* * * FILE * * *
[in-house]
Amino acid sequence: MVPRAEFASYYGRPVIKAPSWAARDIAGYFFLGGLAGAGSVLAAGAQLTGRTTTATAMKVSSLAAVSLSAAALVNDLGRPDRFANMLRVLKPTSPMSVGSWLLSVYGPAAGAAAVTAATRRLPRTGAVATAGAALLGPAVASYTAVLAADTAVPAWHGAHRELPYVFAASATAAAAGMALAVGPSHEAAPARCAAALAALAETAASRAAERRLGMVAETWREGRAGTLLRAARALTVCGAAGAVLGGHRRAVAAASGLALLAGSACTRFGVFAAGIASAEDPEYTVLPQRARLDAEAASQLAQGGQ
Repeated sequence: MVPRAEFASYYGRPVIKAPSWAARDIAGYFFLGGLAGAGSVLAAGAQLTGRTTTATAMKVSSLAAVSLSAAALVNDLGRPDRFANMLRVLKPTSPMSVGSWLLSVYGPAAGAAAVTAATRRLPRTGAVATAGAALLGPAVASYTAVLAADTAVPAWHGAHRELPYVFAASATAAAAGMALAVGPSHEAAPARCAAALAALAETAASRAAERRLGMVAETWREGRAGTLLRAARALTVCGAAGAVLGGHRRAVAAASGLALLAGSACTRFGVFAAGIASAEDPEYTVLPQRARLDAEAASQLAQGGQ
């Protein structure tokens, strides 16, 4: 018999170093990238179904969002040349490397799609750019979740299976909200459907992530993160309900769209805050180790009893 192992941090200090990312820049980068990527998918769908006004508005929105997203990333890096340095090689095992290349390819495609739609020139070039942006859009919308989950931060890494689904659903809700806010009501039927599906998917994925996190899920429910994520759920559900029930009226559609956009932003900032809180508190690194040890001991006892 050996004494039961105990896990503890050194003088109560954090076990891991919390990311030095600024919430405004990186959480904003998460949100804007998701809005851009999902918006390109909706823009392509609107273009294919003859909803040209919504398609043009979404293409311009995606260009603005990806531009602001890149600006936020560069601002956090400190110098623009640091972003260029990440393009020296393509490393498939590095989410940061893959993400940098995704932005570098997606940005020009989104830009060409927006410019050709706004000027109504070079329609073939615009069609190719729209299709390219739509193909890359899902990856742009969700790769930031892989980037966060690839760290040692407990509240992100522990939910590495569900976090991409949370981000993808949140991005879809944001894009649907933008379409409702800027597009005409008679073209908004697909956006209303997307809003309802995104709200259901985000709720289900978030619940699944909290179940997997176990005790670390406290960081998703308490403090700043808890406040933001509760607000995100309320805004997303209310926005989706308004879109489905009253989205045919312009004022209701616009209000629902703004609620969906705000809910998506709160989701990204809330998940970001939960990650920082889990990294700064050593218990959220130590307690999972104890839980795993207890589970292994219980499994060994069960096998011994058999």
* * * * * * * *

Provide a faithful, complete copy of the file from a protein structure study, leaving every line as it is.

[in-house]
Amino acid sequence: MVPRAEFASYYGRPVIKAPSWAARDIAGYFFLGGLAGAGSVLAAGAQLTGRTTTATAMKVSSLAAVSLSAAALVNDLGRPDRFANMLRVLKPTSPMSVGSWLLSVYGPAAGAAAVTAATRRLPRTGAVATAGAALLGPAVASYTAVLAADTAVPAWHGAHRELPYVFAASATAAAAGMALAVGPSHEAAPARCAAALAALAETAASRAAERRLGMVAETWREGRAGTLLRAARALTVCGAAGAVLGGHRRAVAAASGLALLAGSACTRFGVFAAGIASAEDPEYTVLPQRARLDAEAASQLAQGGQ
Repeated sequence: MVPRAEFASYYGRPVIKAPSWAARDIAGYFFLGGLAGAGSVLAAGAQLTGRTTTATAMKVSSLAAVSLSAAALVNDLGRPDRFANMLRVLKPTSPMSVGSWLLSVYGPAAGAAAVTAATRRLPRTGAVATAGAALLGPAVASYTAVLAADTAVPAWHGAHRELPYVFAASATAAAAGMALAVGPSHEAAPARCAAALAALAETAASRAAERRLGMVAETWREGRAGTLLRAARALTVCGAAGAVLGGHRRAVAAASGLALLAGSACTRFGVFAAGIASAEDPEYTVLPQRARLDAEAASQLAQGGQ
């Protein structure tokens, strides 16, 4: 018999170093990238179904969002040349490397799609750019979740299976909200459907992530993160309900769209805050180790009893 192992941090200090990312820049980068990527998918769908006004508005929105997203990333890096340095090689095992290349390819495609739609020139070039942006859009919308989950931060890494689904659903809700806010009501039927599906998917994925996190899920429910994520759920559900029930009226559609956009932003900032809180508190690194040890001991006892 050996004494039961105990896990503890050194003088109560954090076990891991919390990311030095600024919430405004990186959480904003998460949100804007998701809005851009999902918006390109909706823009392509609107273009294919003859909803040209919504398609043009979404293409311009995606260009603005990806531009602001890149600006936020560069601002956090400190110098623009640091972003260029990440393009020296393509490393498939590095989410940061893959993400940098995704932005570098997606940005020009989104830009060409927006410019050709706004000027109504070079329609073939615009069609190719729209299709390219739509193909890359899902990856742009969700790769930031892989980037966060690839760290040692407990509240992100522990939910590495569900976090991409949370981000993808949140991005879809944001894009649907933008379409409702800027597009005409008679073209908004697909956006209303997307809003309802995104709200259901985000709720289900978030619940699944909290179940997997176990005790670390406290960081998703308490403090700043808890406040933001509760607000995100309320805004997303209310926005989706308004879109489905009253989205045919312009004022209701616009209000629902703004609620969906705000809910998506709160989701990204809330998940970001939960990650920082889990990294700064050593218990959220130590307690999972104890839980795993207890589970292994219980499994060994069960096998011994058999």